Finally have hand sanitizer on your person when out and about, and use it whenever you touch your mask. Consider the outside of your mask as contaminated— whenever you touch it, you need to sanitize or wash your hands.
Maintain social distance even when wearing a mask. Many people think it is an either or situation, when in fact we need both masks and to socially distance. You can read more about masks and all the confusion here and in the above link for types of masks.
Change your mask daily if you work outside of the home, or more frequently. It is a good idea to wash your mask after running errands. Make sure to have enough clean masks to make it through the week, so that you can limit laundry to once a week on your masks.
Avoid in person gatherings for the winter, and commit to outside gatherings in the spring with fewer than five people if vaccine use is not widely occuring. If you do have to have someone in your home (ie- a pipe bursts and you need a plumber….we have had a couple such situations this year. Home maintenance loves to pick the worst time to have say, a furnace break down for good….), then crack a window and consider putting some water on the stove to steam. New information suggests that more humid air helps break down the airborne COVID19 particles faster, as well as having an influx of fresh air, or combine humidity plus a slightly higher indoor air temp for a few hours after the individuals in your home left. Read the details about humidity and indoor temperatures as they relate to COVID19 here.
Vaccine Notes: we will have to continue to wear a mask, social distance, wash our hands thoroughly until roughly 75-80% of the population have received the vaccine. Learn Dr. Fauci’s timeline here. There is so much that we currently do not know regarding the vaccine, but the most important unknown is whether or not the vaccine actually prevents infection from COVID19. It is likely that the vaccine prevents a series infection with COVID19, but you may still get a light infection and be able to spread it to others. This is why we need to continue with mask wearing, social distancing, and good hand hygiene until we know more about the vaccines available. To get answers to many of the commonly asked COVID19 vaccine questions, please check out this NPR article here. Make sure to continue to look for current sources of news on the vaccine, as like with COVID19 itself, new information is rapidly coming to light each day.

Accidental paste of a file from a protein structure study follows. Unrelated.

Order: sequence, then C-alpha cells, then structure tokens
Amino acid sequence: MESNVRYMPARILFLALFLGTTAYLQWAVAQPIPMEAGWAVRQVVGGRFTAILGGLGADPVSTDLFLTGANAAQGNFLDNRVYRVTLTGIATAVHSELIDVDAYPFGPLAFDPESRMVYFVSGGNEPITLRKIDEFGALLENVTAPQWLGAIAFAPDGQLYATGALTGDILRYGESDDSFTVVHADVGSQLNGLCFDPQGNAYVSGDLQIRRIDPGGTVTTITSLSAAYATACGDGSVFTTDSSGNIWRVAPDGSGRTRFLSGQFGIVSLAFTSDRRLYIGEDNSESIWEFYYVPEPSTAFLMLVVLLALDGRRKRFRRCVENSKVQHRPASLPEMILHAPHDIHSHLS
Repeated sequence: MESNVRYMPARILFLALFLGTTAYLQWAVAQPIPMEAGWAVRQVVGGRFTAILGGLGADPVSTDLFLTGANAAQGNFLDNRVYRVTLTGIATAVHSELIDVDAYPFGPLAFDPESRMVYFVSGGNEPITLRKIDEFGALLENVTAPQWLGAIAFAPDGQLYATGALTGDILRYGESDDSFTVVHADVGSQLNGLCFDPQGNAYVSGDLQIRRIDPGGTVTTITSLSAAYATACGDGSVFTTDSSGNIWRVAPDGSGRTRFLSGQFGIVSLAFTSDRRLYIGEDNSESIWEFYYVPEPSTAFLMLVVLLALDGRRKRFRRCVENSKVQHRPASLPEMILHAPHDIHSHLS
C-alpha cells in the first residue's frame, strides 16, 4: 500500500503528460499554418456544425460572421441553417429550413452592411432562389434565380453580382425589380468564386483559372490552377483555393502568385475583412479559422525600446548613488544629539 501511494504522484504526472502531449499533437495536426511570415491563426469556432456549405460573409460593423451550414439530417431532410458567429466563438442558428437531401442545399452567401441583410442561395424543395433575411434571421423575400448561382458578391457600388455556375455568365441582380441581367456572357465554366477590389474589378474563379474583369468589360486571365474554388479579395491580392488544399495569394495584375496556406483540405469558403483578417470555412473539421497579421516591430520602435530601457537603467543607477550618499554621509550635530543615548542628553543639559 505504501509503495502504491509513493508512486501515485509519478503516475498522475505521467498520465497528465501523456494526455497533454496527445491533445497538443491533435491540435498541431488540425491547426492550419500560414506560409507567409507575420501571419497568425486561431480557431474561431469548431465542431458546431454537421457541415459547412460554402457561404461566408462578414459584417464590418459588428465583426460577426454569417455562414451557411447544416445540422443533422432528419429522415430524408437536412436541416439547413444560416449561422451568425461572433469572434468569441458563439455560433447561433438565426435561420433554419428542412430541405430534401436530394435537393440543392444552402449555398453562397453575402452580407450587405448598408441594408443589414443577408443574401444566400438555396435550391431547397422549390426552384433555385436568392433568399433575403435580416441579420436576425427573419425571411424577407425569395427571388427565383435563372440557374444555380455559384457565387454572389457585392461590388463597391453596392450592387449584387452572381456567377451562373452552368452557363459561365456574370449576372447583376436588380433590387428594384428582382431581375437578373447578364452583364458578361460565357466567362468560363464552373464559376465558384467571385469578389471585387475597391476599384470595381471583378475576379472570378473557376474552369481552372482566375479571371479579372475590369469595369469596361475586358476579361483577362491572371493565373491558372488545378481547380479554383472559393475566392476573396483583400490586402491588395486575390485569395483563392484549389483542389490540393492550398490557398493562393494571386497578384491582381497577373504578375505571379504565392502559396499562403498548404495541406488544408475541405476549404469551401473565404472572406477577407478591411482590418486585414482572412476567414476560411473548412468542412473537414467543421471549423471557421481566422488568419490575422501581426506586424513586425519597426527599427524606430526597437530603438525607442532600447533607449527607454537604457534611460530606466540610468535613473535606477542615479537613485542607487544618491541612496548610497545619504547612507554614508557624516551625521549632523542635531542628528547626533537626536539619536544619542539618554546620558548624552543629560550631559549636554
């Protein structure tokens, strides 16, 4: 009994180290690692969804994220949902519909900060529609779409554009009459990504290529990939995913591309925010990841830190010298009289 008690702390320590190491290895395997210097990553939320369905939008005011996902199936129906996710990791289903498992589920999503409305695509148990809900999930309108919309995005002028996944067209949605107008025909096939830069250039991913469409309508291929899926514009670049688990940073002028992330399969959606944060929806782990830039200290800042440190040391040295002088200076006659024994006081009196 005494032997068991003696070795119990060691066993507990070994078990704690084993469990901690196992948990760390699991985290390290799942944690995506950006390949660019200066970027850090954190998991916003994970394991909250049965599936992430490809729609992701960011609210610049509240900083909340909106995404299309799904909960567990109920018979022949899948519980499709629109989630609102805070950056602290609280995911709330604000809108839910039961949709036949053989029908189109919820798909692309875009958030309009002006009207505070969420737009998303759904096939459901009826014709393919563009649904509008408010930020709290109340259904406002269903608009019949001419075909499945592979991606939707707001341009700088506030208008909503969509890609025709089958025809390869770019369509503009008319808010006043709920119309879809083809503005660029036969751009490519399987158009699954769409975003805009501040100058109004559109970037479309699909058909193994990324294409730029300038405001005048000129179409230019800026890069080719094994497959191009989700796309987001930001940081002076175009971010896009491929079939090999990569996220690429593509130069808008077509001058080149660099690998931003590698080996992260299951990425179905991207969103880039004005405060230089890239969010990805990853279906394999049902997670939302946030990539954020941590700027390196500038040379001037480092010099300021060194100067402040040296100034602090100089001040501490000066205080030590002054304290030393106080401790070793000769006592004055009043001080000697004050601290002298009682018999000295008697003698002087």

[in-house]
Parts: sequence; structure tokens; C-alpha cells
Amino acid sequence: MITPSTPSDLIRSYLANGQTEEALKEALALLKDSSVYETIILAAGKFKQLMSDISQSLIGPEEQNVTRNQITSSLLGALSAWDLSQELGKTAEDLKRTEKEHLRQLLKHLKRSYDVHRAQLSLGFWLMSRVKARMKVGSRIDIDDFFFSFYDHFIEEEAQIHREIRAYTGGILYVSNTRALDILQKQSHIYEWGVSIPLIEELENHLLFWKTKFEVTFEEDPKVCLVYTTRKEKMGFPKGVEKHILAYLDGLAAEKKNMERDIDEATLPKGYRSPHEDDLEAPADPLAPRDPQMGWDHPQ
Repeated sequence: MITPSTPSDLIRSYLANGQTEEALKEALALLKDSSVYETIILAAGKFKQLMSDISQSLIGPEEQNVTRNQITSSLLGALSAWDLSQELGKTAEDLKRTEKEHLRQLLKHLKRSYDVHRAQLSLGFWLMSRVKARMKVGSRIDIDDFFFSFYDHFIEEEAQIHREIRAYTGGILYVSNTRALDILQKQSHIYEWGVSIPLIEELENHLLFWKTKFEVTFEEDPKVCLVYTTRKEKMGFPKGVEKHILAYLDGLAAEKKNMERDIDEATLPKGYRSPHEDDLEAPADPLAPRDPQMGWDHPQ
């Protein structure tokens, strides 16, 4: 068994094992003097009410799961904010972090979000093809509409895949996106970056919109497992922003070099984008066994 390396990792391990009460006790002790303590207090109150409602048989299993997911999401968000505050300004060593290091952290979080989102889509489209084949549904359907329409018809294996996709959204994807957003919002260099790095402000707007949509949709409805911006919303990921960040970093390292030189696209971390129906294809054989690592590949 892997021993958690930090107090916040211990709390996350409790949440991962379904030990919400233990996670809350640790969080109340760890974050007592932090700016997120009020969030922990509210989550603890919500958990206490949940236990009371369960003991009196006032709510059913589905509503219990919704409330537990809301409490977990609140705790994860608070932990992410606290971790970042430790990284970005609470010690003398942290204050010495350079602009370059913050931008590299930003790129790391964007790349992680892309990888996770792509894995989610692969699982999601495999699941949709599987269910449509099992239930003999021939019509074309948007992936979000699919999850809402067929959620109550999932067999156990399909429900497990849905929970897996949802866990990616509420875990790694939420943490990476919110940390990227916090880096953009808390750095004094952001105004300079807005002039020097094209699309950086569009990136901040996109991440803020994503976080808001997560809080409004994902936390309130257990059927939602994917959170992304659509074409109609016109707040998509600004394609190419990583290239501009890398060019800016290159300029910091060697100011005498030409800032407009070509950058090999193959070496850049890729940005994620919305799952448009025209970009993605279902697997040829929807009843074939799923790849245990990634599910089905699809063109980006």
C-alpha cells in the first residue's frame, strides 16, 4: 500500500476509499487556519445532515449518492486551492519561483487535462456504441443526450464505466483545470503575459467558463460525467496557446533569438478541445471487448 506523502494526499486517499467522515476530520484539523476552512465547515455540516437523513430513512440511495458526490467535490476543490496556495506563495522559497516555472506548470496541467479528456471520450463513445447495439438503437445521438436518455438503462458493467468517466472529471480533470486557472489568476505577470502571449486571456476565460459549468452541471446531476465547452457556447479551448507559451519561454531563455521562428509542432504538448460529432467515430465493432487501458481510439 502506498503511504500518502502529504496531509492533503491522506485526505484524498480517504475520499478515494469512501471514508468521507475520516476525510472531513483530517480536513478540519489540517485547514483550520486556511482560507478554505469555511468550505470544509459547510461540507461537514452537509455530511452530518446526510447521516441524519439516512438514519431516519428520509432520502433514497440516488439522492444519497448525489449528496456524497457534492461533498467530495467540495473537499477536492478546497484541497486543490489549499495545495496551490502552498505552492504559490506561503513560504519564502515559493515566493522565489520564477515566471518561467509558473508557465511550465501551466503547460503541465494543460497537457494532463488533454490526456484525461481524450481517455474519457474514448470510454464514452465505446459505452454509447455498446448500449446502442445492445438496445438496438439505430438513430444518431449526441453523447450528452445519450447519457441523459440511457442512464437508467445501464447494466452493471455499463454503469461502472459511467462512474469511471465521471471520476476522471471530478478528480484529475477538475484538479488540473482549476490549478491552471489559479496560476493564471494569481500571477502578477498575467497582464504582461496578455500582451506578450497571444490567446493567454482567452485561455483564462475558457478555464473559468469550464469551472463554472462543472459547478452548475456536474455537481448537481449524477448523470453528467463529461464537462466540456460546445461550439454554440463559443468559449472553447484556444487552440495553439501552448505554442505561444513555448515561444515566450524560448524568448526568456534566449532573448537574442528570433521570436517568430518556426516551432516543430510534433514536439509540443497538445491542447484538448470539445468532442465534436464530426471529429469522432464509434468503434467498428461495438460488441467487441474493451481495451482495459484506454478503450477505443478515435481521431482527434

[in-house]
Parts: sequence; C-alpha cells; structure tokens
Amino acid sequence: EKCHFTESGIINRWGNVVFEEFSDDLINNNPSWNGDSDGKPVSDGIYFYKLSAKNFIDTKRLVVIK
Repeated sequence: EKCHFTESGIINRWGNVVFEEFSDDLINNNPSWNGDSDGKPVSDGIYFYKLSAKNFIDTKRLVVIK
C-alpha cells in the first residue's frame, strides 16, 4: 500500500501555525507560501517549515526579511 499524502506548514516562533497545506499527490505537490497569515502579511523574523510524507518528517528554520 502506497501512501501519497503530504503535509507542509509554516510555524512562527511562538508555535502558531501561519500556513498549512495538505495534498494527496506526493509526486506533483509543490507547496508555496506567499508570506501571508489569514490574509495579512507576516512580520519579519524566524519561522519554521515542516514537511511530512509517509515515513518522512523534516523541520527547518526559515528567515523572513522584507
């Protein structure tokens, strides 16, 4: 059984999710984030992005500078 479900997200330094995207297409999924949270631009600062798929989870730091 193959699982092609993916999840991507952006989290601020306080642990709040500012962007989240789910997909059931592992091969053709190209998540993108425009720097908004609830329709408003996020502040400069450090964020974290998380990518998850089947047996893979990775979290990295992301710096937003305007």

If exposed as much as possible stay in a specific room and away from other people in your household, also referred to as self-isolating. If possible, please use a separate bathroom from your household. Wear a mask whenever you have to leave your designated room and move about the house, and sanitize frequently touched surfaces after you move about the house. Please avoid sharing any personal items like dishes, towels, and bedding until you have a reliable negative test or 14 days from exposure has passed without symptoms developing. Tomorrow I will go over how accurate different tests are.
Lindsey Thompson is an East Asian Medicine Practitioner at the Thompson Family Acupuncture Clinic in Walla Walla, WA. She has a passion for holistic nutrition and lifestyle practices associated with Eastern Medicine. Practicing medicine and helping people find ways to improve their health at home is one of the most fulfilling aspects of her career.